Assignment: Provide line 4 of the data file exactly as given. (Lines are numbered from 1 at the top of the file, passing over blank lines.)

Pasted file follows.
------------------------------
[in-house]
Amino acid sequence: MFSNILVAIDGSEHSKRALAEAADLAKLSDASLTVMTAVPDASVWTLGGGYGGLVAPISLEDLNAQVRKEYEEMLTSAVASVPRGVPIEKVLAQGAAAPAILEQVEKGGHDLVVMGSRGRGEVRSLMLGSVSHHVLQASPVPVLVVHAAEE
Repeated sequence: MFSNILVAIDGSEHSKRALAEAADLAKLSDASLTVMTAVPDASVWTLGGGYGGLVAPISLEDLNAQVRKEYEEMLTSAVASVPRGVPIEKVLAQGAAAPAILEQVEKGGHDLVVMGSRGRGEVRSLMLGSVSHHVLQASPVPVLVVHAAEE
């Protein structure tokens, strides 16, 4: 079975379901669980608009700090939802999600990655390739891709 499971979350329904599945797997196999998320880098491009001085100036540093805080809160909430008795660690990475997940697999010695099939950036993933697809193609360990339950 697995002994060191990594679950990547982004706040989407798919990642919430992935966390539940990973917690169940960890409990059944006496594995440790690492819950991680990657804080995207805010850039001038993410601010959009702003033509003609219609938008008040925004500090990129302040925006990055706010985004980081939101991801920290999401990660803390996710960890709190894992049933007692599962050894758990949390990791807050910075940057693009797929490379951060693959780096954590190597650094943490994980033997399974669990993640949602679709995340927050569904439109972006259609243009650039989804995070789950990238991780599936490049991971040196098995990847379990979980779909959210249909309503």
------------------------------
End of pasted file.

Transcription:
């Protein structure tokens, strides 16, 4: 079975379901669980608009700090939802999600990655390739891709 499971979350329904599945797997196999998320880098491009001085100036540093805080809160909430008795660690990475997940697999010695099939950036993933697809193609360990339950 697995002994060191990594679950990547982004706040989407798919990642919430992935966390539940990973917690169940960890409990059944006496594995440790690492819950991680990657804080995207805010850039001038993410601010959009702003033509003609219609938008008040925004500090990129302040925006990055706010985004980081939101991801920290999401990660803390996710960890709190894992049933007692599962050894758990949390990791807050910075940057693009797929490379951060693959780096954590190597650094943490994980033997399974669990993640949602679709995340927050569904439109972006259609243009650039989804995070789950990238991780599936490049991971040196098995990847379990979980779909959210249909309503």